Keele awarded a Unicef Baby Friendly certificate
The Baby Friendly Initiative, set up by Unicef and the World Health Organisation, is a global programme which provides a practical and effective way for health services to improve the care provided for all mothers and babies.
Dr Heather Ingram, Lead Midwife for Education and Senior Lecturer at Keele University, said: "We decided to work with the Baby Friendly Initiative to ensure a high standard of training in breastfeeding for all student midwives graduating from this course. We know that many women give up breastfeeding before they want to because of difficulties which could have been prevented if skilled help had been on hand. By ensuring that our students are fully trained in how to help a mother breastfeed her child, more women will be able to breastfeed their babies for longer."
Jenny Cooper, Teaching Fellow in Midwifery at Keele's School of Nursing and Midwifery, said: "Breastfeeding protects babies against a wide range of serious illnesses including gastroenteritis and respiratory infections in infancy as well as allergies and diabetes in childhood. We also know that breastfeeding reduces the mother's risk of some cancers, although mums might be more interested in hearing that it's easier, cheaper and simply less hassle than bottle feeding."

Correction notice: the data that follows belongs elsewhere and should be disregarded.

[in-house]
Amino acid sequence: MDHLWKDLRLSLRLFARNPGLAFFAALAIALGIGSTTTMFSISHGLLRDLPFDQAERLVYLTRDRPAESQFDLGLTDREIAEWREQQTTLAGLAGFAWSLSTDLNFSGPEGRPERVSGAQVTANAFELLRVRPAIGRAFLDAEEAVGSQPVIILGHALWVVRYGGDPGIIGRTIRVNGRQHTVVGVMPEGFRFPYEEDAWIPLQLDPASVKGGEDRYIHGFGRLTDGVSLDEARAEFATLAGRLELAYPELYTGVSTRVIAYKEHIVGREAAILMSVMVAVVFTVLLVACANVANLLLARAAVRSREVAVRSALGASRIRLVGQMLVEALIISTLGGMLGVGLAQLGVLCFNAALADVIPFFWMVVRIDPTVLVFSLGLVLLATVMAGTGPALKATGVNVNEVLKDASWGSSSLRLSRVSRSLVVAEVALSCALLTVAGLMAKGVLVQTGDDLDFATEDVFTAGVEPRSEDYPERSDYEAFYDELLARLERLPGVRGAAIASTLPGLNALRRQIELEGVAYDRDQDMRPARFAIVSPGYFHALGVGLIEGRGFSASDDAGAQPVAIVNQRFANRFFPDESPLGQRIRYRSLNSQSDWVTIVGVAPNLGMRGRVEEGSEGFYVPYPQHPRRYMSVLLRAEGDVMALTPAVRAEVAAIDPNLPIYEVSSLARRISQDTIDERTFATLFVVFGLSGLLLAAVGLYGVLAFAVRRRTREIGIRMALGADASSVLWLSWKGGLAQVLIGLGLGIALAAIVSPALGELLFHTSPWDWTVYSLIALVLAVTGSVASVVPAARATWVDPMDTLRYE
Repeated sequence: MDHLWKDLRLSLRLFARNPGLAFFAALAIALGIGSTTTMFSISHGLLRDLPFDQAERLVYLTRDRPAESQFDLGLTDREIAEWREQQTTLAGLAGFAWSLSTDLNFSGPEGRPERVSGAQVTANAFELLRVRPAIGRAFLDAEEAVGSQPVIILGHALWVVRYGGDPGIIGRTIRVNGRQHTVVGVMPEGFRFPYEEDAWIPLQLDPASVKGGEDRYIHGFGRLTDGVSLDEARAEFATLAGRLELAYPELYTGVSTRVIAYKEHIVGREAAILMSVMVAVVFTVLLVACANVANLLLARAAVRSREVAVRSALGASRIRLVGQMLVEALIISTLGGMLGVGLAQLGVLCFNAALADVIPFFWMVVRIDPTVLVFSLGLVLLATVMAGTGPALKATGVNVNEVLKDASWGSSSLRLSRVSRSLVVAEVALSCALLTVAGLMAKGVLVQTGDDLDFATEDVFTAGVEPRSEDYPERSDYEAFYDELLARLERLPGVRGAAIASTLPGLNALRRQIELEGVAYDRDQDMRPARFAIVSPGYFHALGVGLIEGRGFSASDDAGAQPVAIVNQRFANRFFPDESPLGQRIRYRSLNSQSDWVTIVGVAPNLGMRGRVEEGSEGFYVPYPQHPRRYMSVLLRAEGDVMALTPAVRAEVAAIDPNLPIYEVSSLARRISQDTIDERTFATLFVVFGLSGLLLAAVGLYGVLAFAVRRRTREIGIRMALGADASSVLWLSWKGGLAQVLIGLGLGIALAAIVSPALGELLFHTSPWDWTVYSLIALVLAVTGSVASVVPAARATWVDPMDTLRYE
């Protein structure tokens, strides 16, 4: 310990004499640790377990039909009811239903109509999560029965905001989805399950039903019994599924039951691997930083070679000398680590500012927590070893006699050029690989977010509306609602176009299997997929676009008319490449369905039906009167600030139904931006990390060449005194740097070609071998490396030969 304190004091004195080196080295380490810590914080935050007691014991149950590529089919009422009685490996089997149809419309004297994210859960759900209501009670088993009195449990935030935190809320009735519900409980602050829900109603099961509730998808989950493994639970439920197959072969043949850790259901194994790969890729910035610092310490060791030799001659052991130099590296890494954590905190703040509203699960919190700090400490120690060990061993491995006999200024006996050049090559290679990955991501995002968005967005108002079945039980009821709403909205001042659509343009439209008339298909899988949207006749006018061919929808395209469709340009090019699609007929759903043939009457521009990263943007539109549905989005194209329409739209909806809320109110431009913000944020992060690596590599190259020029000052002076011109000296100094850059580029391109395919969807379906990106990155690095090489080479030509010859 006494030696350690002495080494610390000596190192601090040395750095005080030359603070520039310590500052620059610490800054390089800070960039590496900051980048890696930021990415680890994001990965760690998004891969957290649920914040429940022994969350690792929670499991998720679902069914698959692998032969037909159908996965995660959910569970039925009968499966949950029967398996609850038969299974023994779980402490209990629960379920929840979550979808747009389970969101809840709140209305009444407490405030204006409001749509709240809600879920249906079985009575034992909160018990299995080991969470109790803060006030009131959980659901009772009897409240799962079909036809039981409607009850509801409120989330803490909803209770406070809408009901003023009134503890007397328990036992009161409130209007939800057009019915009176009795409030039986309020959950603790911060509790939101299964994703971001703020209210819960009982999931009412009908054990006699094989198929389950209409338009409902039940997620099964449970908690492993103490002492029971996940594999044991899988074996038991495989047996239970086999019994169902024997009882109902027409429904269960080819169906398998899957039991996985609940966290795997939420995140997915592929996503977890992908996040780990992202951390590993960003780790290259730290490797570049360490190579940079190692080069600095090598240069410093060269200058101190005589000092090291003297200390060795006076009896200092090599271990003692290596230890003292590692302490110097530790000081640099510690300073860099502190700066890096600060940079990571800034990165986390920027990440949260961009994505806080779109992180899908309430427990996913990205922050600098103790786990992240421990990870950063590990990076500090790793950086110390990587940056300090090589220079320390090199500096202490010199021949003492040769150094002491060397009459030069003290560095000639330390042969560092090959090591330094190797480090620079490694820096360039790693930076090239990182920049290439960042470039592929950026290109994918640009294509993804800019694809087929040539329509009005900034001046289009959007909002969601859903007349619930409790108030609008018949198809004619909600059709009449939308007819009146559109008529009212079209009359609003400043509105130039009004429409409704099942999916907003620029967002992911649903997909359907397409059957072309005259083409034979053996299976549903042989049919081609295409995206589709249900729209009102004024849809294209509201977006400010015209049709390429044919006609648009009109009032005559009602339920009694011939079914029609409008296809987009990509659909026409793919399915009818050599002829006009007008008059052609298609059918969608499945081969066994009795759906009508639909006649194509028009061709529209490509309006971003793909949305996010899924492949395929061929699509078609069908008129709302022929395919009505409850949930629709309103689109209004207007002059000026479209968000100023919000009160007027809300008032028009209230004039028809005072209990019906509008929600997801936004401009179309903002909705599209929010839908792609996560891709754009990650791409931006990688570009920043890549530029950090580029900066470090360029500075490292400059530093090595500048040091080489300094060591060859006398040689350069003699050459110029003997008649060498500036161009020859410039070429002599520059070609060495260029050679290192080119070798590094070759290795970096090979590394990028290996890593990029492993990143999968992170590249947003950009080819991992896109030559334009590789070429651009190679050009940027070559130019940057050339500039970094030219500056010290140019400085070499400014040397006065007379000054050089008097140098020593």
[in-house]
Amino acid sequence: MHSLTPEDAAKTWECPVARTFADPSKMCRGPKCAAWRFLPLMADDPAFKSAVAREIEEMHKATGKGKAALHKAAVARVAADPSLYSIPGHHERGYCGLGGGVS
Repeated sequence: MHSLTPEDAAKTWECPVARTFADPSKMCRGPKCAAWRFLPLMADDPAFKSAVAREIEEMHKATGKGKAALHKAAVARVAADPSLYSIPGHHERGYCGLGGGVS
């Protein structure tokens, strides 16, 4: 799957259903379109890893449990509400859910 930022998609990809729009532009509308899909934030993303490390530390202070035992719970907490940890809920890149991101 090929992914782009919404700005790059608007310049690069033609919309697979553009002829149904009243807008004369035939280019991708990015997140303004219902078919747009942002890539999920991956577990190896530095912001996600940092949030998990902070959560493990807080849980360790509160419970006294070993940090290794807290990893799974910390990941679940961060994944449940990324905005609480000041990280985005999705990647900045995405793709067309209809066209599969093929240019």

The Baby Friendly University Award was launched in the UK in 2008 - the first such award anywhere in the world - in order to ensure high levels of training in breastfeeding are incorporated in midwifery and health visitor training courses. The Certificate of Commitment recognises that a university is dedicated to implementing recognised best practice standards in breastfeeding training, and is part way along the road to full Baby Friendly Accreditation.
Baby Friendly Initiative Programme Director Sue Ashmore said: "We are delighted that Keele University has received this award. Surveys show us that most mothers want to breastfeed but don't always get the support they need. Working towards full Baby Friendly Accreditation means that Keele University is addressing this problem and aiming to ensure more mothers can successfully breastfeed their babies in future."